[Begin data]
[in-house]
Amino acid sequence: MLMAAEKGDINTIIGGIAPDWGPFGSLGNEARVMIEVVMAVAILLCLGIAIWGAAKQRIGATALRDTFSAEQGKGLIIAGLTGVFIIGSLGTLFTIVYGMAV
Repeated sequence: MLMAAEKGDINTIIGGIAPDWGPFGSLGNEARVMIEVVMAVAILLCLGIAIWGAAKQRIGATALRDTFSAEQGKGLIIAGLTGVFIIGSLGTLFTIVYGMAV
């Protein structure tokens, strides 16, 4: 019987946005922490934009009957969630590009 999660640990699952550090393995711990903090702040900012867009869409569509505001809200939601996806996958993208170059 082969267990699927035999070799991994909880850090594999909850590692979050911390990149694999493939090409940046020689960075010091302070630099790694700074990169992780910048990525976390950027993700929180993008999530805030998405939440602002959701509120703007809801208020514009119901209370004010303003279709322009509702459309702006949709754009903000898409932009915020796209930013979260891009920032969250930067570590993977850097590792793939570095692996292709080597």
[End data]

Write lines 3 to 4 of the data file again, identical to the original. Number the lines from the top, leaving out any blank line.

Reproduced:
Repeated sequence: MLMAAEKGDINTIIGGIAPDWGPFGSLGNEARVMIEVVMAVAILLCLGIAIWGAAKQRIGATALRDTFSAEQGKGLIIAGLTGVFIIGSLGTLFTIVYGMAV
């Protein structure tokens, strides 16, 4: 019987946005922490934009009957969630590009 999660640990699952550090393995711990903090702040900012867009869409569509505001809200939601996806996958993208170059 082969267990699927035999070799991994909880850090594999909850590692979050911390990149694999493939090409940046020689960075010091302070630099790694700074990169992780910048990525976390950027993700929180993008999530805030998405939440602002959701509120703007809801208020514009119901209370004010303003279709322009509702459309702006949709754009903000898409932009915020796209930013979260891009920032969250930067570590993977850097590792793939570095692996292709080597």